Since virtually all Fantasy Football leagues (FFL) are done on the web, this article is targeted towards the various websites that offer FFL. We will split the article into different sections, so if you’re a Rookie, or a Seasoned Vet, you can go directly to the parts you need the most.
1) Join a Private or Public League – A Private league is a league usually set up by a Seasoned Vet and they send out invitations to people they want in the league. A Public league is open to anyone to join. You can find these on Yahoo, ESPN, CBSSports and about a million other sites.
2) Is this a Head-to-Head or Total Points league? – Head to Head means that you play against another team in your league each week and who ever has the most points for that matchup wins. You will then have playoffs and even a Championship Game. A Total Points league simply calculates the total number of points all of your players accumulate throughout the season and the team who has the most points at the end of the season wins the league championship. (Head to head is a lot more fun. You get to talk some serious trash each week.)
3) Look at the scoring rules – This is very important, since the scoring in your league can be very different then the next. One league can have a Passing TD as 6 points, while another only 4. Some leagues award 1 point for each reception a WR/ RB & TE make, while others only allow for yards and TDs.
4) Pre-Rank your players – Each league will have a draft before the season begins. Once you have looked through the scoring rules and determined what players and positions will be the most valuable in you league, you will need to Pre-Rank your players before the draft starts, preferably a few weeks ahead of time. Most websites actually Pre-rank them for you and will allow you to modify the list to your personal settings.
5) Draft Time – After all you hard work and research, it’s time to get some guys on your team. If you have Pre-Ranked your players correctly, should have mostly QBs & RBs in the first few rounds, then followed by RBs, TEs, Defense/ Special Teams and finally, Kickers. Be sure to check out if a player has been injured during the pre-season, is in a contract dispute, or is suspended. Players who will only miss a week or two will be fine, but don’t waste a draft pick on a guy who was injured in a pre-season game, and will miss the whole year.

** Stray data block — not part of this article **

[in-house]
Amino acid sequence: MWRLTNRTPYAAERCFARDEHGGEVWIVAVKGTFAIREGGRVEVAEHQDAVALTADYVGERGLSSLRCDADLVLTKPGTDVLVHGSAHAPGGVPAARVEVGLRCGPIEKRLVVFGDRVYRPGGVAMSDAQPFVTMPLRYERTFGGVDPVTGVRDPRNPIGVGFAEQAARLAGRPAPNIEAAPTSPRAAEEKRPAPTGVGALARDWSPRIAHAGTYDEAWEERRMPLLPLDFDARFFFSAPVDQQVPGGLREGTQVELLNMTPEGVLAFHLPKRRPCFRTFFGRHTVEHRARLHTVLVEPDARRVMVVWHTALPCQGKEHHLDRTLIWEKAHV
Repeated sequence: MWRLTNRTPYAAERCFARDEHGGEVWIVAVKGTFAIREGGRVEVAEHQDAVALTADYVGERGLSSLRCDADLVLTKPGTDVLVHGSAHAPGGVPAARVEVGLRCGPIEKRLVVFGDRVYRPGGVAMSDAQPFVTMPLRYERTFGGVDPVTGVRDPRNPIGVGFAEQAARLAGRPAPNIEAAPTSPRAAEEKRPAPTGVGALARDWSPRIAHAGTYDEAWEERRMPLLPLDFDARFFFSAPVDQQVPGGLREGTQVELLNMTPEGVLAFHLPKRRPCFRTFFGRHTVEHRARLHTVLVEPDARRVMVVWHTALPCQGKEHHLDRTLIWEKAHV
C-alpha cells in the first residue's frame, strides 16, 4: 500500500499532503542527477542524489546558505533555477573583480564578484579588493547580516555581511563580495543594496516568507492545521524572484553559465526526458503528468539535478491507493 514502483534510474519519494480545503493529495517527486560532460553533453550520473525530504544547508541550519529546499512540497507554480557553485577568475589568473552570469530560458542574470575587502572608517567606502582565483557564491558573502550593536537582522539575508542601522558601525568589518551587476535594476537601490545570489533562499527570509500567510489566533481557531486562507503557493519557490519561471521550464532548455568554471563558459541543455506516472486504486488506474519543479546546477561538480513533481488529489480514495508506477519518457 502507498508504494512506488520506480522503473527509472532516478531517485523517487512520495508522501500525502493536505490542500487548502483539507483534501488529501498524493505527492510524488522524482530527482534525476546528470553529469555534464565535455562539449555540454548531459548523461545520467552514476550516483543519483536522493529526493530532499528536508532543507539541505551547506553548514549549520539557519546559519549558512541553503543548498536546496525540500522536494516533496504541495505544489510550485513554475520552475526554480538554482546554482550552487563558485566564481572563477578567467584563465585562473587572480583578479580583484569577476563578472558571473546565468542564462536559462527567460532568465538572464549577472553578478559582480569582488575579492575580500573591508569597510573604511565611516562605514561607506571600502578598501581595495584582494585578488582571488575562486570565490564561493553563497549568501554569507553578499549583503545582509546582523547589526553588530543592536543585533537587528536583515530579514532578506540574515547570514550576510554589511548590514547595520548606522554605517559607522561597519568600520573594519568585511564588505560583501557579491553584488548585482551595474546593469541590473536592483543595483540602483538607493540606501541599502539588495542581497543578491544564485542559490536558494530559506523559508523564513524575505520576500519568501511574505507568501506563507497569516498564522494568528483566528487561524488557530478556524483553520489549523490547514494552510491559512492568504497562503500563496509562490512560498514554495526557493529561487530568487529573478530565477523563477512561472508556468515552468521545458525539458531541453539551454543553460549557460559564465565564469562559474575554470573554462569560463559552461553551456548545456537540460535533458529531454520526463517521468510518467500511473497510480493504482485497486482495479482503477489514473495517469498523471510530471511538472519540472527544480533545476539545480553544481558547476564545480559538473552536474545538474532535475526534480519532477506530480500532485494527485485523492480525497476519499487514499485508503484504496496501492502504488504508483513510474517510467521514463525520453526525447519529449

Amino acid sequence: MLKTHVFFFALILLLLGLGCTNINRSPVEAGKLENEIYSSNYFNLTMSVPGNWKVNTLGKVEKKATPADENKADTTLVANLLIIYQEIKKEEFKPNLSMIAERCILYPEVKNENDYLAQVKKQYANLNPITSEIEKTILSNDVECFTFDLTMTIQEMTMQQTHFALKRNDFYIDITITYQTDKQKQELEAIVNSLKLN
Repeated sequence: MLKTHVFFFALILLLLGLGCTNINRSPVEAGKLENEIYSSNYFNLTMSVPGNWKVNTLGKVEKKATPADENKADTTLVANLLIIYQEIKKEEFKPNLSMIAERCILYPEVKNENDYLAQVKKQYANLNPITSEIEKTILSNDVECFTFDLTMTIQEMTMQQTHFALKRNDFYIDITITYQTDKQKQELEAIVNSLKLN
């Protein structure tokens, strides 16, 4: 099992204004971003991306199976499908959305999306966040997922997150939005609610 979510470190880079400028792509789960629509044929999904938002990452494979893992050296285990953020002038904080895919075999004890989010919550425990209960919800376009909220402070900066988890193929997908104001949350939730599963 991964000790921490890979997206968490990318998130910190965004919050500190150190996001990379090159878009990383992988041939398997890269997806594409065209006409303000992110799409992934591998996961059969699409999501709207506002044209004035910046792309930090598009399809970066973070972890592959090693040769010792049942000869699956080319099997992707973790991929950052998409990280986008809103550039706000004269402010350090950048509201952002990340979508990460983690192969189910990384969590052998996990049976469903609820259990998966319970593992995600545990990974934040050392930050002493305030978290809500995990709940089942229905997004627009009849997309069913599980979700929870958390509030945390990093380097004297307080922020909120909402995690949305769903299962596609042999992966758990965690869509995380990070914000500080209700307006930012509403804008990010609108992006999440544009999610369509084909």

6) Week 1 – All the guys you thought were going to have big years, have a horrible first week and a RB you never heard of gets 200 yards and 3 TDs. Don’t worry, it happens every single year. If you picked guys who have produced in the past, chances are they’ll have another good year, but if there is a guy who comes out of nowhere, and dominates in the first regular season NFL game of his life, don’t be afraid to drop a guy and pick him up if you’re in need at that position. Just ask anyone in the last 5 years or so about Marques Colston, Eddie Royal, Willie Parker, or “the other” Steve Smith.
7) The rest of the season – Evaluate your teams ability to produce. Don’t keep a guy, just because you like him. If you cut him from your FFL team, I’m sure he’ll survive. Good luck!
So, you’ve been playing FFL for how long? Emmitt Smith was a rookie on my first FFL team. Since no websites kept track of this stuff, I would have to get the Monday and Tuesday morning paper to check the box scores, then manually calculate all the Passing, Receiving, Rushing, Defensive & Kicking stats for each team in my league and determine a winner each week. After 20 years of FFL, here are some of the things I’ve learned:
1) Draft some second string guys. I’ve been the commissioner of a keeper league the last few years. The first year, I was really weak @ RB towards then end of the draft. I looked at the depth charts to see which 1st String RBs would most likely be injured first. I looked at these three guys: Ahmad Green (Houston), Lendell White (Tennessee) and Willis McGahee (Baltimore) and decided to draft their backups. The three back ups were Steve Slaton, Chris Johnson & Ray Rice. Need I say more.
2) Keeper leagues are overrated. Football is such as violent sport, guys get injured all the time. My keepers rarely stay the same year after year. The “new guy” last year, didn’t have any keepers and finished third in our league.
3) Don’t underestimate Top Tier TEs. Most head to head leagues have about 10-12 teams. That means that every FFL team will probably have a top tier QB & RB. In 2009, 10 QBs threw over 4,000 yards and 18 QBs had over 20 TD passes. 15 RBs ran for over 1,000 yards and 12 RBs had over 10 rushing TDs. 20 WR had over 1,000 yard receiving, but only three TEs had over 1,000 yards. You can land one of “The Big 3” TEs and still get a 1,000 yard receiver in the next round or two. Getting one of the a “Big 3” Tight Ends is like getting a Fourth 1,000 receiver. TE fanatasy value really drops off after the “Big 3” are off the table.
4) Don’t overestimate WRs. Unless you are in a point-per-reception league, don’t waste a top pick on a WR. Even if you are in a point-per-reception league, look for a RB who gets thrown to a lot before picking a WR. They can have very up and down games.
5) Don’t underestimate Defense & Kickers. The best defenses and kickers can usually crack the top 10-15 in scoring in a lot of leagues. Not bad, considering nobody usually picks them until 100’s of other players are already picked.
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